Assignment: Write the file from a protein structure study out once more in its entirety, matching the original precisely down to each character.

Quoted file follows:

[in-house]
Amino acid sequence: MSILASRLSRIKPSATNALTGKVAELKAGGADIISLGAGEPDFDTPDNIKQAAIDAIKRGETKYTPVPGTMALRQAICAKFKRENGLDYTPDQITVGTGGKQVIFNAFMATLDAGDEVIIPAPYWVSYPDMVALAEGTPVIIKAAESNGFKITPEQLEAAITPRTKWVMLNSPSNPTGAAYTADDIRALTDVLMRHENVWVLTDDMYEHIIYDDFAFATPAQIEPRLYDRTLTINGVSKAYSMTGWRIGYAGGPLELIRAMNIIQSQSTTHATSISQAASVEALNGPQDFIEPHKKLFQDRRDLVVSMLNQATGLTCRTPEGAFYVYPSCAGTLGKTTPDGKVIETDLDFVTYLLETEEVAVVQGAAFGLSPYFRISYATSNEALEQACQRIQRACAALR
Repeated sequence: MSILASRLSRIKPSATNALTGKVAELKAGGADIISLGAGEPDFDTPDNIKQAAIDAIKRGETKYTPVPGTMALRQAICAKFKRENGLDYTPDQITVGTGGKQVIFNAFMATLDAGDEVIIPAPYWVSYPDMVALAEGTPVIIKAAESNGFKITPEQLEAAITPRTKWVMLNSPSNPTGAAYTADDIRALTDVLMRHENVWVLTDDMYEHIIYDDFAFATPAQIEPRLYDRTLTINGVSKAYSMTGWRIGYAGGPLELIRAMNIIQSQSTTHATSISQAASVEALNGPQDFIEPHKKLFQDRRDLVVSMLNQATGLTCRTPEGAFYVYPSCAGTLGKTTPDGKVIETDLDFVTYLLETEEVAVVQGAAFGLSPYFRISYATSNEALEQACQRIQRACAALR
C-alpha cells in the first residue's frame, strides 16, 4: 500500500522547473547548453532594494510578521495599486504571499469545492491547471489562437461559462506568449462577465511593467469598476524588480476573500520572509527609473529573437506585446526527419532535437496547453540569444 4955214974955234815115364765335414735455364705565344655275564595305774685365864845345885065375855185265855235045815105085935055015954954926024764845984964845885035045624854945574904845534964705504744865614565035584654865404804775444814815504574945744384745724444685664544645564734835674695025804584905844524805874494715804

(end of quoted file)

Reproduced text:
[in-house]
Amino acid sequence: MSILASRLSRIKPSATNALTGKVAELKAGGADIISLGAGEPDFDTPDNIKQAAIDAIKRGETKYTPVPGTMALRQAICAKFKRENGLDYTPDQITVGTGGKQVIFNAFMATLDAGDEVIIPAPYWVSYPDMVALAEGTPVIIKAAESNGFKITPEQLEAAITPRTKWVMLNSPSNPTGAAYTADDIRALTDVLMRHENVWVLTDDMYEHIIYDDFAFATPAQIEPRLYDRTLTINGVSKAYSMTGWRIGYAGGPLELIRAMNIIQSQSTTHATSISQAASVEALNGPQDFIEPHKKLFQDRRDLVVSMLNQATGLTCRTPEGAFYVYPSCAGTLGKTTPDGKVIETDLDFVTYLLETEEVAVVQGAAFGLSPYFRISYATSNEALEQACQRIQRACAALR
Repeated sequence: MSILASRLSRIKPSATNALTGKVAELKAGGADIISLGAGEPDFDTPDNIKQAAIDAIKRGETKYTPVPGTMALRQAICAKFKRENGLDYTPDQITVGTGGKQVIFNAFMATLDAGDEVIIPAPYWVSYPDMVALAEGTPVIIKAAESNGFKITPEQLEAAITPRTKWVMLNSPSNPTGAAYTADDIRALTDVLMRHENVWVLTDDMYEHIIYDDFAFATPAQIEPRLYDRTLTINGVSKAYSMTGWRIGYAGGPLELIRAMNIIQSQSTTHATSISQAASVEALNGPQDFIEPHKKLFQDRRDLVVSMLNQATGLTCRTPEGAFYVYPSCAGTLGKTTPDGKVIETDLDFVTYLLETEEVAVVQGAAFGLSPYFRISYATSNEALEQACQRIQRACAALR
C-alpha cells in the first residue's frame, strides 16, 4: 500500500522547473547548453532594494510578521495599486504571499469545492491547471489562437461559462506568449462577465511593467469598476524588480476573500520572509527609473529573437506585446526527419532535437496547453540569444 4955214974955234815115364765335414735455364705565344655275564595305774685365864845345885065375855185265855235045815105085935055015954954926024764845984964845885035045624854945574904845534964705504744865614565035584654865404804775444814815504574945744384745724444685664544645564734835674695025804584905844524805874494715804